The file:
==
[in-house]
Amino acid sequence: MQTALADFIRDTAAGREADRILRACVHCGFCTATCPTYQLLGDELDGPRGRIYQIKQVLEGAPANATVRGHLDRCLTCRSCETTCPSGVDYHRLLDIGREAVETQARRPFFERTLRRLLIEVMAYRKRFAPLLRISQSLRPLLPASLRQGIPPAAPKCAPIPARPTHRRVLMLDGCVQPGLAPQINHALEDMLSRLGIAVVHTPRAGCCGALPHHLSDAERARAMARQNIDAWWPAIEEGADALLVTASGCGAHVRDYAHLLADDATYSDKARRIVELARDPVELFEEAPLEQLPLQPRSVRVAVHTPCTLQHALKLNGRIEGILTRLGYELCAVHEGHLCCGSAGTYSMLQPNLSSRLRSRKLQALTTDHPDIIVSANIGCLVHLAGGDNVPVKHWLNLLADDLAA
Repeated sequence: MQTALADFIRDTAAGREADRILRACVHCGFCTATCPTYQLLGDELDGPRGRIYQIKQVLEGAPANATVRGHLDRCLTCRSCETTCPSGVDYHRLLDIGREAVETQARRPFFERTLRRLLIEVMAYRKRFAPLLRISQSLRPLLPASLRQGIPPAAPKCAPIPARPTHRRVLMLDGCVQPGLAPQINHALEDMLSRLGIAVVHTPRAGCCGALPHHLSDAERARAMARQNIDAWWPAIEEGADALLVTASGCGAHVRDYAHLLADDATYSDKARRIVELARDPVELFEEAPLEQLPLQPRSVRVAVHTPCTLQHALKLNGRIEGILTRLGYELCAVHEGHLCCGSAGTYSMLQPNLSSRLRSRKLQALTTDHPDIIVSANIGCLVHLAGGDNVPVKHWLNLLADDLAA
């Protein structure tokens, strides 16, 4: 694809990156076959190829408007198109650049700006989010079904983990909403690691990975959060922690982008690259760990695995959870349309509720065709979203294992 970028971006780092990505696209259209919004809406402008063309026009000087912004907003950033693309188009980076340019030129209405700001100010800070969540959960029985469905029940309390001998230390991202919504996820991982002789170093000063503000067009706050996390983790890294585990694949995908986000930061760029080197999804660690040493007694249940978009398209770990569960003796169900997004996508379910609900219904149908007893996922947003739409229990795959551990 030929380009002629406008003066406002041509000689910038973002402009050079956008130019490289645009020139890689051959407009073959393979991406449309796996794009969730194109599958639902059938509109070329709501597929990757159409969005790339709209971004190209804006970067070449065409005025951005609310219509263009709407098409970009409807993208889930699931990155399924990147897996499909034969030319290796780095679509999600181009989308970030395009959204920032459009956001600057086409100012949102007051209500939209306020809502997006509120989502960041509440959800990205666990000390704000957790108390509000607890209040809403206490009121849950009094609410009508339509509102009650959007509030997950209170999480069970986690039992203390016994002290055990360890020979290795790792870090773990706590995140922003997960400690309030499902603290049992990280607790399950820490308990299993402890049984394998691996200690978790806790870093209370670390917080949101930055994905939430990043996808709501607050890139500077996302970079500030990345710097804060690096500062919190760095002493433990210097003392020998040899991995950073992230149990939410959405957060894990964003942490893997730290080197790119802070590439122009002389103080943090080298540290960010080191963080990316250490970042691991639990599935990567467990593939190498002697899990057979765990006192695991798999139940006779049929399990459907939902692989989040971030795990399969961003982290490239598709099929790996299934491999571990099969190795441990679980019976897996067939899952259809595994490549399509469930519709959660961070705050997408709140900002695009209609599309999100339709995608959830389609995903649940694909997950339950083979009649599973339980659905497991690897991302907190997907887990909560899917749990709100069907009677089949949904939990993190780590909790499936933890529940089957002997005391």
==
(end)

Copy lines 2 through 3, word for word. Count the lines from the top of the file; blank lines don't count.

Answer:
Amino acid sequence: MQTALADFIRDTAAGREADRILRACVHCGFCTATCPTYQLLGDELDGPRGRIYQIKQVLEGAPANATVRGHLDRCLTCRSCETTCPSGVDYHRLLDIGREAVETQARRPFFERTLRRLLIEVMAYRKRFAPLLRISQSLRPLLPASLRQGIPPAAPKCAPIPARPTHRRVLMLDGCVQPGLAPQINHALEDMLSRLGIAVVHTPRAGCCGALPHHLSDAERARAMARQNIDAWWPAIEEGADALLVTASGCGAHVRDYAHLLADDATYSDKARRIVELARDPVELFEEAPLEQLPLQPRSVRVAVHTPCTLQHALKLNGRIEGILTRLGYELCAVHEGHLCCGSAGTYSMLQPNLSSRLRSRKLQALTTDHPDIIVSANIGCLVHLAGGDNVPVKHWLNLLADDLAA
Repeated sequence: MQTALADFIRDTAAGREADRILRACVHCGFCTATCPTYQLLGDELDGPRGRIYQIKQVLEGAPANATVRGHLDRCLTCRSCETTCPSGVDYHRLLDIGREAVETQARRPFFERTLRRLLIEVMAYRKRFAPLLRISQSLRPLLPASLRQGIPPAAPKCAPIPARPTHRRVLMLDGCVQPGLAPQINHALEDMLSRLGIAVVHTPRAGCCGALPHHLSDAERARAMARQNIDAWWPAIEEGADALLVTASGCGAHVRDYAHLLADDATYSDKARRIVELARDPVELFEEAPLEQLPLQPRSVRVAVHTPCTLQHALKLNGRIEGILTRLGYELCAVHEGHLCCGSAGTYSMLQPNLSSRLRSRKLQALTTDHPDIIVSANIGCLVHLAGGDNVPVKHWLNLLADDLAA